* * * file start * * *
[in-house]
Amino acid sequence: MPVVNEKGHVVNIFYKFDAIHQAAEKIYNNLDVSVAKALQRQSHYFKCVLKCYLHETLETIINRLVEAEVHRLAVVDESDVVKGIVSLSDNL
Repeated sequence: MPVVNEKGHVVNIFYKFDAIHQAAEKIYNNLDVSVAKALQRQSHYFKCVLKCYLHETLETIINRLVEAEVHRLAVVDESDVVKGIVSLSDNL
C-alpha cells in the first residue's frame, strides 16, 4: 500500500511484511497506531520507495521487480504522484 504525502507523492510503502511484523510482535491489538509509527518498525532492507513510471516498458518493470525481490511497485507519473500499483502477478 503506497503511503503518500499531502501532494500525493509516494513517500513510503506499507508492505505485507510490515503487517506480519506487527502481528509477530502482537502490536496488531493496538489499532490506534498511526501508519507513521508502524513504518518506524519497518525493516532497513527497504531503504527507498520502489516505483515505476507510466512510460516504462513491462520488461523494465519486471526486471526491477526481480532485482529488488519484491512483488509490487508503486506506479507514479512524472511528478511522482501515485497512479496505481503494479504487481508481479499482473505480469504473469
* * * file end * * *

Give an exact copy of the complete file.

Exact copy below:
[in-house]
Amino acid sequence: MPVVNEKGHVVNIFYKFDAIHQAAEKIYNNLDVSVAKALQRQSHYFKCVLKCYLHETLETIINRLVEAEVHRLAVVDESDVVKGIVSLSDNL
Repeated sequence: MPVVNEKGHVVNIFYKFDAIHQAAEKIYNNLDVSVAKALQRQSHYFKCVLKCYLHETLETIINRLVEAEVHRLAVVDESDVVKGIVSLSDNL
C-alpha cells in the first residue's frame, strides 16, 4: 500500500511484511497506531520507495521487480504522484 504525502507523492510503502511484523510482535491489538509509527518498525532492507513510471516498458518493470525481490511497485507519473500499483502477478 503506497503511503503518500499531502501532494500525493509516494513517500513510503506499507508492505505485507510490515503487517506480519506487527502481528509477530502482537502490536496488531493496538489499532490506534498511526501508519507513521508502524513504518518506524519497518525493516532497513527497504531503504527507498520502489516505483515505476507510466512510460516504462513491462520488461523494465519486471526486471526491477526481480532485482529488488519484491512483488509490487508503486506506479507514479512524472511528478511522482501515485497512479496505481503494479504487481508481479499482473505480469504473469